“You’ll have one dive then you can enjoy the resort. It’s very nice. I go there with my family sometimes. There’s a pool where you can relax and if you want to do another dive, you can decide then. It’s a nice boat with newer gear than the other place. And the instructor speaks very good English. You will like it. The taxi will you pick up here tomorrow morning morning at 10. If more people are going, you will share with them.” Hungry and tired, a million thoughts raced through my brain: that’s an awfully late start time; he says it’s newer and nicer than the dive center at Playa Ancon but why haven’t I read anything about it? Am I comfortable diving with a shop that I know nothing about? I haven’t met the staff or seen the gear or even had a phone call or email exchange that would give me a sense of whether these are people I want to trust in the water with my father who hasn’t been diving in nine years. Is this going to turn out like that day of diving in Vietnam? Does this guy have any clue what he’s talking about? Oh screw it, let’s do it. Adventures in Cuba! Later in the day I found the resort in a guidebook which said the dive boat goes out daily at 9am and 1:30pm. And that it’s a lovely hotel with a hill-top pool and restaurant with killer views. Schedules change so I didn’t worry too much about the fact that we were being picked up at 10. Because the resort is closer to Cienfuegos than Trinidad, I hadn’t noticed it in the book: we didn’t go to Cienfuegos and I had focused my research on diving around Trinidad, the only place we could fit in a dive or two during our short time in Cuba.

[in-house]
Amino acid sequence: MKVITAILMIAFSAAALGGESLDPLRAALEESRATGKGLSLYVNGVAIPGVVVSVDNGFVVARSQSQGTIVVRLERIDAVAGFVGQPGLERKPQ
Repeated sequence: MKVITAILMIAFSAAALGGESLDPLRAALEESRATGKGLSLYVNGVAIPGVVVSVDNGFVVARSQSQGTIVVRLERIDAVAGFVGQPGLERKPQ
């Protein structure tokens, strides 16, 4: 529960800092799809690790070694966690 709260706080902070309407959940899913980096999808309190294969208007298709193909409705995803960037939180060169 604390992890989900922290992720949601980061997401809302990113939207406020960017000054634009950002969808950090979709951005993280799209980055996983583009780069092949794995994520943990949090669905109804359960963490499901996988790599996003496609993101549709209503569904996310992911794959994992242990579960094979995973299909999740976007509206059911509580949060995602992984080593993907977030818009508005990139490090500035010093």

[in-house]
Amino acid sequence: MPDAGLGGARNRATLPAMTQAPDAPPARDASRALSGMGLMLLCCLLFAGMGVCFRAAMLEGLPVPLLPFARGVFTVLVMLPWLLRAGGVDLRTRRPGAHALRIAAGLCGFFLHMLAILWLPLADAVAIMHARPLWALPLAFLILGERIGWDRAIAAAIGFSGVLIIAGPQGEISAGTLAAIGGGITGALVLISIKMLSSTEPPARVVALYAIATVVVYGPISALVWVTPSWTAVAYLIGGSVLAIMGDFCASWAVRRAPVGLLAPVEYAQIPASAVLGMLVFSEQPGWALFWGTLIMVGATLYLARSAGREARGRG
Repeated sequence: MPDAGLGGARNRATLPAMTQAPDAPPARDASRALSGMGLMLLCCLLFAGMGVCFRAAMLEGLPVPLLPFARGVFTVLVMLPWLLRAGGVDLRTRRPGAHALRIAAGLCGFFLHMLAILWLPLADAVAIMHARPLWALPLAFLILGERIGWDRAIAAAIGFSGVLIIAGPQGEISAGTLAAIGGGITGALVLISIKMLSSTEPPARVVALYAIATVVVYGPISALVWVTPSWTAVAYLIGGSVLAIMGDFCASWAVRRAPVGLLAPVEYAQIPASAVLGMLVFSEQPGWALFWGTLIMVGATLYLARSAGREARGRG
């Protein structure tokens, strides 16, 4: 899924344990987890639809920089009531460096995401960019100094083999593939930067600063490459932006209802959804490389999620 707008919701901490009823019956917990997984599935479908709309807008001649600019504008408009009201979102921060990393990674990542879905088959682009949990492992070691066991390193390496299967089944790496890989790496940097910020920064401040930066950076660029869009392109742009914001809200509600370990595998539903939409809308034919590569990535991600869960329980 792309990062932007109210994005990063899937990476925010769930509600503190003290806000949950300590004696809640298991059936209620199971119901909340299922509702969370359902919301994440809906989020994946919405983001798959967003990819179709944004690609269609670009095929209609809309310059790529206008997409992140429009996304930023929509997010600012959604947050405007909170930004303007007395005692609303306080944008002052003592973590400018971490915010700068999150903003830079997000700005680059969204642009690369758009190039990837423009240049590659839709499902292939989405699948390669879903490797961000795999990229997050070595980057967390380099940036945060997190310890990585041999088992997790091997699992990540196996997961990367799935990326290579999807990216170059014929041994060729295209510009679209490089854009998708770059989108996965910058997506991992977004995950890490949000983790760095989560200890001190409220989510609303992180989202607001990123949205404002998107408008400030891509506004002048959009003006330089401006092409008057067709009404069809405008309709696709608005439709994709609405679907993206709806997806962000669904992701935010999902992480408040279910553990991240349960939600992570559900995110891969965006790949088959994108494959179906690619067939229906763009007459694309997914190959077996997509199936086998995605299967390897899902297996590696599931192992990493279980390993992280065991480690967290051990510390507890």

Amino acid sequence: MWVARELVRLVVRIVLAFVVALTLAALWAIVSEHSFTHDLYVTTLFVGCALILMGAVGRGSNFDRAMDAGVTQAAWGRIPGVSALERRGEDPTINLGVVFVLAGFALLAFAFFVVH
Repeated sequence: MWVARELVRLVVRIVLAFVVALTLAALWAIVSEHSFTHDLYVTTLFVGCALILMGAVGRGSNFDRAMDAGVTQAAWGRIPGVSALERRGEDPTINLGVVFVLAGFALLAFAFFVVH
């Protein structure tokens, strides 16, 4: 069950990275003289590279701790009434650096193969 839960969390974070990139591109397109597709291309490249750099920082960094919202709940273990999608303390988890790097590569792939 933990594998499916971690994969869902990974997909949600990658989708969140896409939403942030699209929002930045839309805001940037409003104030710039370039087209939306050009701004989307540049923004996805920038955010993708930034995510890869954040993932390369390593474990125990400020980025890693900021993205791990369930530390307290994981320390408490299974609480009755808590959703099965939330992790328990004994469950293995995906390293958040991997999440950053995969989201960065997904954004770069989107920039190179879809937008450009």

The next morning, an instructor who never gave us his name sauntered in around 10:15 and we piled into a car loaded with tanks and gear, picked up two people a few blocks away, and headed off along the coast. After about twenty minutes, the driver turned down a dirt road and stopped. He hopped out, opened a gate, and continued driving. There were chickens and dogs and a house. A woman walked by with two large rats on her shoulders. Live rats. The largest I’ve ever seen. “We’re here.” My father and I looked at each other – this was not what we expected. But there we were. Walking toward a cliff, carrying dive gear and shaking our heads. “So, you are certified divers, yes?” We both said yes and gave our certification levels. “Ok, good. You will dive with my friend. He is from here. I will dive with these other two as they have never been diving before. My son is also coming. He’s a divemaster too.” We looked around, wondering who the friend would be. The woman with the rats? The old guy in the rocking chair? While this story would be better if it had been either one, it turned out to be a nice guy who spoke no English but was willing to speak Spanish slowly and simply for me. While underwater there is no language barrier, I wanted at least some idea of what to expect on the dive. Maximum depth, where we were going, that sort of thing.